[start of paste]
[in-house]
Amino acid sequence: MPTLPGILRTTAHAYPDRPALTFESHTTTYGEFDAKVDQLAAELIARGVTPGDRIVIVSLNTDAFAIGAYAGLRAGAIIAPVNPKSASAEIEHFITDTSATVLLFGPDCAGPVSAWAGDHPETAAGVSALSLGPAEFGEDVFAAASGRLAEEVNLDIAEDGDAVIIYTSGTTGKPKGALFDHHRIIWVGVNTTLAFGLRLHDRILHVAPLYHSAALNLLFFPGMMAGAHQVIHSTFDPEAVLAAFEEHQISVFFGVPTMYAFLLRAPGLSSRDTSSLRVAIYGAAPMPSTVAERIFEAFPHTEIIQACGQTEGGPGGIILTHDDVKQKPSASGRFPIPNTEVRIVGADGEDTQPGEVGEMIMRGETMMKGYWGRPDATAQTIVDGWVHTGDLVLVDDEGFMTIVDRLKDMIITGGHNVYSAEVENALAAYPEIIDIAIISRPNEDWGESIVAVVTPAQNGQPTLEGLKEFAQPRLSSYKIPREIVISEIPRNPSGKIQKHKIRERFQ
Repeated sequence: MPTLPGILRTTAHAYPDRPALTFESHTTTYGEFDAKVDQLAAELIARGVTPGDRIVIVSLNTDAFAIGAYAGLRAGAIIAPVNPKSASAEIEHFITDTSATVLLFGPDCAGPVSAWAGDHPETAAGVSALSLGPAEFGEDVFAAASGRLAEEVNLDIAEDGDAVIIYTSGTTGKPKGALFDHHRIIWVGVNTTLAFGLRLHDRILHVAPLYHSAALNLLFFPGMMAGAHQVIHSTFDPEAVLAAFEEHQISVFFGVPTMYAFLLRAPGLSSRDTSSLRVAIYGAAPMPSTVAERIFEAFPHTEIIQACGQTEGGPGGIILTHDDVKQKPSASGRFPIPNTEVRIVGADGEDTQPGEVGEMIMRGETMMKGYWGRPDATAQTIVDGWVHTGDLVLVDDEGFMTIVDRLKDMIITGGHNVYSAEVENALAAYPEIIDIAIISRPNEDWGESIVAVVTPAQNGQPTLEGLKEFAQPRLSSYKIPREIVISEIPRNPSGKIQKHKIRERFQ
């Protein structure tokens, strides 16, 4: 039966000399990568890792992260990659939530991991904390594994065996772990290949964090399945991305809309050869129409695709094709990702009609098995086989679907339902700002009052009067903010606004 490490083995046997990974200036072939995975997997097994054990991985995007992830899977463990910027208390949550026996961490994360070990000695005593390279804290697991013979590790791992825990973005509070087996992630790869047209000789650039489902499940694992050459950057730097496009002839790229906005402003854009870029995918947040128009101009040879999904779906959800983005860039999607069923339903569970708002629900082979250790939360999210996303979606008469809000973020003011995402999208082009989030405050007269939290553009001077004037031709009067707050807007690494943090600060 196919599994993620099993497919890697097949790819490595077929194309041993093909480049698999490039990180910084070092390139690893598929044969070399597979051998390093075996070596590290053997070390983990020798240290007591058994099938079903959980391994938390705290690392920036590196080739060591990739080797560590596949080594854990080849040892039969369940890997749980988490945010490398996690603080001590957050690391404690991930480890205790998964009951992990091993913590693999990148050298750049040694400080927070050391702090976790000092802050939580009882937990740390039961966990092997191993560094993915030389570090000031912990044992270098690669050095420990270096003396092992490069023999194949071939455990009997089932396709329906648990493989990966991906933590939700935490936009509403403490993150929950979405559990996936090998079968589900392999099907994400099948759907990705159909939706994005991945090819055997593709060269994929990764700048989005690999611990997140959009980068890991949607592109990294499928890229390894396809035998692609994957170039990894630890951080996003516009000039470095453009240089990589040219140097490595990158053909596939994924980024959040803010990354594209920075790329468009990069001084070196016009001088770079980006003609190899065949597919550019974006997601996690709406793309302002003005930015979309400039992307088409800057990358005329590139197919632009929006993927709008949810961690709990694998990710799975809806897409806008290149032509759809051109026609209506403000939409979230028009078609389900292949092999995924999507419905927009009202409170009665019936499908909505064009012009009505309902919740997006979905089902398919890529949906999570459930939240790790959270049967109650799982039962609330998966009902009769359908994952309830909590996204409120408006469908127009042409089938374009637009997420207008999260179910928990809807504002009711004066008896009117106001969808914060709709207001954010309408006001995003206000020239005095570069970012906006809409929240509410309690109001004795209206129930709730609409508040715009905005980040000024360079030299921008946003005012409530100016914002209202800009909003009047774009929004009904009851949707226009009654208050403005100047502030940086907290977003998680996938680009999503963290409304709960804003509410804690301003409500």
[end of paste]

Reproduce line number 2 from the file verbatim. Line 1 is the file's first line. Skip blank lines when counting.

Amino acid sequence: MPTLPGILRTTAHAYPDRPALTFESHTTTYGEFDAKVDQLAAELIARGVTPGDRIVIVSLNTDAFAIGAYAGLRAGAIIAPVNPKSASAEIEHFITDTSATVLLFGPDCAGPVSAWAGDHPETAAGVSALSLGPAEFGEDVFAAASGRLAEEVNLDIAEDGDAVIIYTSGTTGKPKGALFDHHRIIWVGVNTTLAFGLRLHDRILHVAPLYHSAALNLLFFPGMMAGAHQVIHSTFDPEAVLAAFEEHQISVFFGVPTMYAFLLRAPGLSSRDTSSLRVAIYGAAPMPSTVAERIFEAFPHTEIIQACGQTEGGPGGIILTHDDVKQKPSASGRFPIPNTEVRIVGADGEDTQPGEVGEMIMRGETMMKGYWGRPDATAQTIVDGWVHTGDLVLVDDEGFMTIVDRLKDMIITGGHNVYSAEVENALAAYPEIIDIAIISRPNEDWGESIVAVVTPAQNGQPTLEGLKEFAQPRLSSYKIPREIVISEIPRNPSGKIQKHKIRERFQ